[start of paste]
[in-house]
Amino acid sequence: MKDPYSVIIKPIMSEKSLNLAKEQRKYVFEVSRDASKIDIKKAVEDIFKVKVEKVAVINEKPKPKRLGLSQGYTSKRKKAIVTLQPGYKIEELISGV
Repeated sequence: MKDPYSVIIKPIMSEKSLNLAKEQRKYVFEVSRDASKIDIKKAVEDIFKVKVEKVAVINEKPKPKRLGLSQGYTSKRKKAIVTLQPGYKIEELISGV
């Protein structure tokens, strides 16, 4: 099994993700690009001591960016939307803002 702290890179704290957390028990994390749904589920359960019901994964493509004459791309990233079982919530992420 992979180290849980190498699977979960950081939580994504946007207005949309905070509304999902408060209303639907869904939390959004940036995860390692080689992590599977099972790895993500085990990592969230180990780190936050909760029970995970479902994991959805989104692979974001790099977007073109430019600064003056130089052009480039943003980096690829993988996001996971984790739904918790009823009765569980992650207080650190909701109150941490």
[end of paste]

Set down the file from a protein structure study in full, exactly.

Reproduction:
[in-house]
Amino acid sequence: MKDPYSVIIKPIMSEKSLNLAKEQRKYVFEVSRDASKIDIKKAVEDIFKVKVEKVAVINEKPKPKRLGLSQGYTSKRKKAIVTLQPGYKIEELISGV
Repeated sequence: MKDPYSVIIKPIMSEKSLNLAKEQRKYVFEVSRDASKIDIKKAVEDIFKVKVEKVAVINEKPKPKRLGLSQGYTSKRKKAIVTLQPGYKIEELISGV
């Protein structure tokens, strides 16, 4: 099994993700690009001591960016939307803002 702290890179704290957390028990994390749904589920359960019901994964493509004459791309990233079982919530992420 992979180290849980190498699977979960950081939580994504946007207005949309905070509304999902408060209303639907869904939390959004940036995860390692080689992590599977099972790895993500085990990592969230180990780190936050909760029970995970479902994991959805989104692979974001790099977007073109430019600064003056130089052009480039943003980096690829993988996001996971984790739904918790009823009765569980992650207080650190909701109150941490």